3. Results and Discussion

3.1. Synthesis

Crystals of the synthetic vesuvianite, Ca19Al13Si18O68O3(OH)7 (I), were co-crystallized with synthetic grossular, Ca3Al2(SiO4)3, from the hydrothermal reaction of CaSiO3 and Al2O3. The vesuvianite phase formed as elongated prismatic crystals (Figure 1, left) up to about 0.25 mm in length and were easily distinguishable from the rhombic dodecahedral grossular crystals. Powder X-ray diffraction confirmed the reaction product was a mixture of these two phases (Figure 2). The resulting grossular and vesuvianite crystals had similar sizes after the five-day reaction period, so it was not clear that one was necessarily the secondary product of the other. Crystals of I were obtained from various alkali hydroxide mineralizers, including 0.5 M NaOH, 0.1 M KOH, and 0.5 M RbOH. These mineralizers corresponded with much more highly basic solutions than were employed by Ito and Arem (pH 7–9.5), where Mg-free vesuvianite was not obtained under similar temperature and pressure conditions [3]. Thus, it seems that the basicity of the solution may be a key reaction variable.
The synthetic vesuvianite, Sr19Fe12Ge19O72(OH)6 (II), formed as dark red crystals, both of columnar and block-like morphologies (Figure 1, right), with the color being indicative of the presence of Fe3+ ions in various relatively low site symmetries. The 3:1:3 reaction of SrO + Fe2O3 + GeO2 used for the synthesis was nearly stoichiometric for the chemical formula of II, with respect to Sr:Fe:Ge. Powder X-ray diffraction confirmed that both the columnar and block-like morphologies corresponded to the germanate vesuvianite II, as the composite reaction products were found to contain only the vesuvianite phase (Figure 3). This was found to be the case for reactions involving both 3 M and 6 M alkali hydroxide mineralizers (NaOH, KOH, RbOH, CsOH) and the formation and crystal size was found to be independent of the identity of the alkali metal. Likewise, reactions that used Fe2O3 or FeO were both found to produce crystals of II. In the case of FeO, a molar ratio of 3:2:3 was used in the reaction of SrO + FeO + GeO2 in 6 M KOH, also a nearly stoichiometric reaction for II. We saw several possible avenues to the in situ oxidation of Fe2+ of the feedstock to the Fe3+ state in the final product. One was the simple oxidation due to O2 from the air in the sealed silver ampoules since we made no effort to exclude air when the ampoules were weld-sealed. The other could be the well-known stabilization of Fe3+ relative to Fe2+ in a strong aqueous base via Fe2+ + OH → Fe3+ + 1/2H2 + O2−. Ultimately, crystals of II formed in sizes up to 0.5 mm after seven days, from reactions utilizing Fe2O3 as the transition metal source and 6 M KOH as the mineralizer.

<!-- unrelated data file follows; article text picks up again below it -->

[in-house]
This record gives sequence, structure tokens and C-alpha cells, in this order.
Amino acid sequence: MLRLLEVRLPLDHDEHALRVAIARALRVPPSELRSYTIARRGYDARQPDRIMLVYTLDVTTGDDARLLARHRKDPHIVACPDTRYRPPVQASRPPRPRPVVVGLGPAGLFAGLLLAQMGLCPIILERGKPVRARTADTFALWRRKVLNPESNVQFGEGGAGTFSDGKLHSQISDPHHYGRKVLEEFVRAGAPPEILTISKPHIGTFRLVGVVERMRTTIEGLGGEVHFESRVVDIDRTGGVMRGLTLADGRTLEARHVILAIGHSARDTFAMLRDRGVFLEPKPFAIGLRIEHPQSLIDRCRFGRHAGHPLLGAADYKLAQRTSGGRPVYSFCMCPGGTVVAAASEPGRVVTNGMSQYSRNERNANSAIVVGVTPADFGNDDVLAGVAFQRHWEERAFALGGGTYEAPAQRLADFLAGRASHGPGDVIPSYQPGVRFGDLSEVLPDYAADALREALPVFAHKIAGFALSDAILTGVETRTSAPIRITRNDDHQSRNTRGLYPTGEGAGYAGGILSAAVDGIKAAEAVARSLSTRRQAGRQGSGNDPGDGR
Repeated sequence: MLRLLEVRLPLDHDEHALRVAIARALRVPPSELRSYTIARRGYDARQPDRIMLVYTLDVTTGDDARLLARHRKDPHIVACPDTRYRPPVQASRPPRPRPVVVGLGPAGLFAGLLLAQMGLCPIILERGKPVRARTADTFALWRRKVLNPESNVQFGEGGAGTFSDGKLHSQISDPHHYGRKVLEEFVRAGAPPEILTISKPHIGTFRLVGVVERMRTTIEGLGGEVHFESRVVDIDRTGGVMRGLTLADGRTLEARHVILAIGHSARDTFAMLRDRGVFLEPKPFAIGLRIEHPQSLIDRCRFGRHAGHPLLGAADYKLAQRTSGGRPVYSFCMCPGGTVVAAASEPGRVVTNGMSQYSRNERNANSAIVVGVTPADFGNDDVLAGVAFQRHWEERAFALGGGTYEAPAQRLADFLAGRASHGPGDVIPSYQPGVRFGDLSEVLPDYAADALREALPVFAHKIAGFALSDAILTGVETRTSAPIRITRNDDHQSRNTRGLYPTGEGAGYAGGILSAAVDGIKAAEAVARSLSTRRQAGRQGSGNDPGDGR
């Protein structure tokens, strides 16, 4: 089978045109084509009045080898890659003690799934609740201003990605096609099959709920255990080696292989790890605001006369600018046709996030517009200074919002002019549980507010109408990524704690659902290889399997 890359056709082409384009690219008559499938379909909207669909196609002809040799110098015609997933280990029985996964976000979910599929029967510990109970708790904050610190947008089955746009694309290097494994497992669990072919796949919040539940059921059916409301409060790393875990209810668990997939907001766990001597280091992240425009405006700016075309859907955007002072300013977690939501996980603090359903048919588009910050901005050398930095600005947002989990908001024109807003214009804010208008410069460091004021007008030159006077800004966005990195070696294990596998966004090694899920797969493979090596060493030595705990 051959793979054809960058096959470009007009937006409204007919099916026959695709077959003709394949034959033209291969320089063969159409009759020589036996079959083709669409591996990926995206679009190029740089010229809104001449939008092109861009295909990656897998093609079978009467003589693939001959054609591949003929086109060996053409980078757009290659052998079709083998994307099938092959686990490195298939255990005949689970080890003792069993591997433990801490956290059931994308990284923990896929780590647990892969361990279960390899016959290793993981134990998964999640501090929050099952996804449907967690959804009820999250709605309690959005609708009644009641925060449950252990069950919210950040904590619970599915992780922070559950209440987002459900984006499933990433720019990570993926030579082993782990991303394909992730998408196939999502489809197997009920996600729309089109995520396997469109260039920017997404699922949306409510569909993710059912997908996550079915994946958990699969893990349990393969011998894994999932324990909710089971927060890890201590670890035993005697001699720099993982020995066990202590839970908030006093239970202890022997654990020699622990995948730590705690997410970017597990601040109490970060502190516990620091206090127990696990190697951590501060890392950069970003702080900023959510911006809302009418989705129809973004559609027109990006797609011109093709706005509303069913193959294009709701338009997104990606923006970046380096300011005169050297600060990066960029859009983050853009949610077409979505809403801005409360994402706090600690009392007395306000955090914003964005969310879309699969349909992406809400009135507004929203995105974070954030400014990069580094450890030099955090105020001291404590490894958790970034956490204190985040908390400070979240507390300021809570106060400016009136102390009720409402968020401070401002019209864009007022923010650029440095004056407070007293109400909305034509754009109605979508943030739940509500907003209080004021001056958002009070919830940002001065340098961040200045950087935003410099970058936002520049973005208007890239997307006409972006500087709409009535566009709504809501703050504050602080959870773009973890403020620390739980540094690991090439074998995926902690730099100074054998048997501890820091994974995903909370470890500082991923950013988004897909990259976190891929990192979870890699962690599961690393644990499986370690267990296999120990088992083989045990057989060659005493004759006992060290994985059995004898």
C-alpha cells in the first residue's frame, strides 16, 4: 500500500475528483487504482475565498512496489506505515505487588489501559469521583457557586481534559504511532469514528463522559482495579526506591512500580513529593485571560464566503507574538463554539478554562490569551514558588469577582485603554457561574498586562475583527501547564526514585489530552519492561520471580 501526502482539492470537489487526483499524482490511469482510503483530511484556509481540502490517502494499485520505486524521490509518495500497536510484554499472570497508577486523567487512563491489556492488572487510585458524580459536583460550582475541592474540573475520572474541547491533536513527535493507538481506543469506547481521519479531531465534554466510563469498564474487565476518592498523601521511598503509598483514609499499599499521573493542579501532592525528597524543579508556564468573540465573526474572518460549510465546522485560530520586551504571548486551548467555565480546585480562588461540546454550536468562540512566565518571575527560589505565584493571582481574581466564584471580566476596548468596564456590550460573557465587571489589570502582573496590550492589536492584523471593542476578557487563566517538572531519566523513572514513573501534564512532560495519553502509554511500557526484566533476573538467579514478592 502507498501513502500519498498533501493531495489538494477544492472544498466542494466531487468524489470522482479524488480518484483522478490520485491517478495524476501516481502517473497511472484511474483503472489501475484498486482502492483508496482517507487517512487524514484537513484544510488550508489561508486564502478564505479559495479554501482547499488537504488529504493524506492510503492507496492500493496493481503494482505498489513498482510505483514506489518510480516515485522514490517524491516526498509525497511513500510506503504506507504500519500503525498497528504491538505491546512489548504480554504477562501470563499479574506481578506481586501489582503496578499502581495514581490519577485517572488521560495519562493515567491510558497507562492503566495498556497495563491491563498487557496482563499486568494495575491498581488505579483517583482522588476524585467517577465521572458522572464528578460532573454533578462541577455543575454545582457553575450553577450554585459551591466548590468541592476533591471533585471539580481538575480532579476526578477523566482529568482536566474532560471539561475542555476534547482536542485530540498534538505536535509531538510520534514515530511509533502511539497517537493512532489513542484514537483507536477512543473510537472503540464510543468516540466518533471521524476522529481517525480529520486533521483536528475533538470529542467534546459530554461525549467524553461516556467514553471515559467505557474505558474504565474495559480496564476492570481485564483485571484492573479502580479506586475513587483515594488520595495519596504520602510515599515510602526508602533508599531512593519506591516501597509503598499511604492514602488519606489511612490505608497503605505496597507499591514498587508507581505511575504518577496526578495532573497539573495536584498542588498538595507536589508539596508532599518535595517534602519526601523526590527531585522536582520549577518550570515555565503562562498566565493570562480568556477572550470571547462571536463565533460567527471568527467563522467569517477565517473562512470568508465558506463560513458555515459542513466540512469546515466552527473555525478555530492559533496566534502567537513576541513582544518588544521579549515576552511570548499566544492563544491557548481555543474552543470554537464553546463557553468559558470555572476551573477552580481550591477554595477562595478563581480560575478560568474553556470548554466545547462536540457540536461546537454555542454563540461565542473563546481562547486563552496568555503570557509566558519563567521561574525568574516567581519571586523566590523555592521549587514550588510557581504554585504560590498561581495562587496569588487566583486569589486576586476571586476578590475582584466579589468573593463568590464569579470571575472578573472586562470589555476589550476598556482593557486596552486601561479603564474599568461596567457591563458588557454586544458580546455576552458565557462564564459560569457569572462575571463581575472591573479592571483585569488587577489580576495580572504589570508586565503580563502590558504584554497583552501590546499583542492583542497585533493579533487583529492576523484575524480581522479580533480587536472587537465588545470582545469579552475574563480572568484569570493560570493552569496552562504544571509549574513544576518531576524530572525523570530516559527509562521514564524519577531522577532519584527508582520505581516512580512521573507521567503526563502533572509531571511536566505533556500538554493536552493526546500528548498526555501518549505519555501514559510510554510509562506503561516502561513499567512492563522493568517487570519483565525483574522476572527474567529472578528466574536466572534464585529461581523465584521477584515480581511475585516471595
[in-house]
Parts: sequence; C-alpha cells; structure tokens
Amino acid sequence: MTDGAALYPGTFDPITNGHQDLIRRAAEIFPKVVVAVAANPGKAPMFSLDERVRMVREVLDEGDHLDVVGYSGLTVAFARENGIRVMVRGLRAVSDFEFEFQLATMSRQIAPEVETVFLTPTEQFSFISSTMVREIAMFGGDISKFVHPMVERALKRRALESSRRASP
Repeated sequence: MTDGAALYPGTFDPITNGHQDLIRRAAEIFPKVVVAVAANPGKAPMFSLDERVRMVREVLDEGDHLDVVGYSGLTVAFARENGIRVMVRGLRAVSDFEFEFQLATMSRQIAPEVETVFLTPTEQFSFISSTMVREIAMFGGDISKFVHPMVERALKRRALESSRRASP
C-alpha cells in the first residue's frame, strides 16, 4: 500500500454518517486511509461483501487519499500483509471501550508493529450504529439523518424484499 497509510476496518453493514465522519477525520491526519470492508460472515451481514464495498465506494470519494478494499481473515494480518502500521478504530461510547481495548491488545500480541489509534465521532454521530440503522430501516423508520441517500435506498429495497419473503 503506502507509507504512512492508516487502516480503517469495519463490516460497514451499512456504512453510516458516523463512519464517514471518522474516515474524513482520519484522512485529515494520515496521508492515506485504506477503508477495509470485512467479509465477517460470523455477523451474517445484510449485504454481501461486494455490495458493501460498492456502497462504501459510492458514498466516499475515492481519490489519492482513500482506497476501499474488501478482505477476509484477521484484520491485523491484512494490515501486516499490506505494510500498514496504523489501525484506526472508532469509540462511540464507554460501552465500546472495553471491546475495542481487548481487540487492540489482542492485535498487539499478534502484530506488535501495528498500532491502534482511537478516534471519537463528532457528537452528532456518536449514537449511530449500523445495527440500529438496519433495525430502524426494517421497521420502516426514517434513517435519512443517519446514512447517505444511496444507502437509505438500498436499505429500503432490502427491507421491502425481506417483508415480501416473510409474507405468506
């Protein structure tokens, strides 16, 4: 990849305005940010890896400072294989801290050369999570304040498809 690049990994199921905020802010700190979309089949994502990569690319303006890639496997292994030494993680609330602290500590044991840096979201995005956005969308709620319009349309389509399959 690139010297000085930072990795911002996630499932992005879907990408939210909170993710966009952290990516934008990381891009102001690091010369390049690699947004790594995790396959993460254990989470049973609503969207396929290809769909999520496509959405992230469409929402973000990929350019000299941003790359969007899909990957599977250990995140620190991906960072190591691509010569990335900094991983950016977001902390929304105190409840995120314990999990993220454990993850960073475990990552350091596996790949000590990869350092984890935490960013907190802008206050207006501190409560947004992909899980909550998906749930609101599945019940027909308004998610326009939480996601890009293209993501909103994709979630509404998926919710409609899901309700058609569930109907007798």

3.2. Structural Analysis

3.2.1. Space Group Assignment